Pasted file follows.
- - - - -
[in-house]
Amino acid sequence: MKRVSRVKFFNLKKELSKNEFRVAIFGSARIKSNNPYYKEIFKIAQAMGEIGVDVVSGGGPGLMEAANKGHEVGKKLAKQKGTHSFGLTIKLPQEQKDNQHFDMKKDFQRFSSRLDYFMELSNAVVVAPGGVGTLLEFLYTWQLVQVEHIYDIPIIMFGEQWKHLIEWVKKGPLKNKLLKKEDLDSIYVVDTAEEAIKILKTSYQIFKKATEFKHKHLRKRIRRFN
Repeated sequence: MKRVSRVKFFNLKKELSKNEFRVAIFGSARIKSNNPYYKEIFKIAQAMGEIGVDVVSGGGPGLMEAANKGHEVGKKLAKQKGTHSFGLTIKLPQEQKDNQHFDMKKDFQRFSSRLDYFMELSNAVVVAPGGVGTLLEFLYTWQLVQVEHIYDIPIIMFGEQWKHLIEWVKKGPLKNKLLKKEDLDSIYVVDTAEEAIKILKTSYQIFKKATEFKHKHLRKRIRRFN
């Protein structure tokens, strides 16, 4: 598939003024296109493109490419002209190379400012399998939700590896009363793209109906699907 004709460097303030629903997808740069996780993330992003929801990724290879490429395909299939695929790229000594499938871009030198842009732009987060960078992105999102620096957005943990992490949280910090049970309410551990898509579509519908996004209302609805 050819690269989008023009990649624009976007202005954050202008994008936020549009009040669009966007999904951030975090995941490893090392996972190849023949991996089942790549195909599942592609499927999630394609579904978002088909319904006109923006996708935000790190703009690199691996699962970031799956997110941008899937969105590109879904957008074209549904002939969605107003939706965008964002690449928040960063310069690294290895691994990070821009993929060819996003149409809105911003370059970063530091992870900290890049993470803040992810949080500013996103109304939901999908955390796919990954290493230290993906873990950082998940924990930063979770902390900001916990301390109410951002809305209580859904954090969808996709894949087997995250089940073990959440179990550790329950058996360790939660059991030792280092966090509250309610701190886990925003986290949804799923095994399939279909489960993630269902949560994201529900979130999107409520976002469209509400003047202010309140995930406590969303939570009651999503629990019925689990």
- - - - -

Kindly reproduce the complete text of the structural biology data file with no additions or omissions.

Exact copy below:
[in-house]
Amino acid sequence: MKRVSRVKFFNLKKELSKNEFRVAIFGSARIKSNNPYYKEIFKIAQAMGEIGVDVVSGGGPGLMEAANKGHEVGKKLAKQKGTHSFGLTIKLPQEQKDNQHFDMKKDFQRFSSRLDYFMELSNAVVVAPGGVGTLLEFLYTWQLVQVEHIYDIPIIMFGEQWKHLIEWVKKGPLKNKLLKKEDLDSIYVVDTAEEAIKILKTSYQIFKKATEFKHKHLRKRIRRFN
Repeated sequence: MKRVSRVKFFNLKKELSKNEFRVAIFGSARIKSNNPYYKEIFKIAQAMGEIGVDVVSGGGPGLMEAANKGHEVGKKLAKQKGTHSFGLTIKLPQEQKDNQHFDMKKDFQRFSSRLDYFMELSNAVVVAPGGVGTLLEFLYTWQLVQVEHIYDIPIIMFGEQWKHLIEWVKKGPLKNKLLKKEDLDSIYVVDTAEEAIKILKTSYQIFKKATEFKHKHLRKRIRRFN
């Protein structure tokens, strides 16, 4: 598939003024296109493109490419002209190379400012399998939700590896009363793209109906699907 004709460097303030629903997808740069996780993330992003929801990724290879490429395909299939695929790229000594499938871009030198842009732009987060960078992105999102620096957005943990992490949280910090049970309410551990898509579509519908996004209302609805 050819690269989008023009990649624009976007202005954050202008994008936020549009009040669009966007999904951030975090995941490893090392996972190849023949991996089942790549195909599942592609499927999630394609579904978002088909319904006109923006996708935000790190703009690199691996699962970031799956997110941008899937969105590109879904957008074209549904002939969605107003939706965008964002690449928040960063310069690294290895691994990070821009993929060819996003149409809105911003370059970063530091992870900290890049993470803040992810949080500013996103109304939901999908955390796919990954290493230290993906873990950082998940924990930063979770902390900001916990301390109410951002809305209580859904954090969808996709894949087997995250089940073990959440179990550790329950058996360790939660059991030792280092966090509250309610701190886990925003986290949804799923095994399939279909489960993630269902949560994201529900979130999107409520976002469209509400003047202010309140995930406590969303939570009651999503629990019925689990």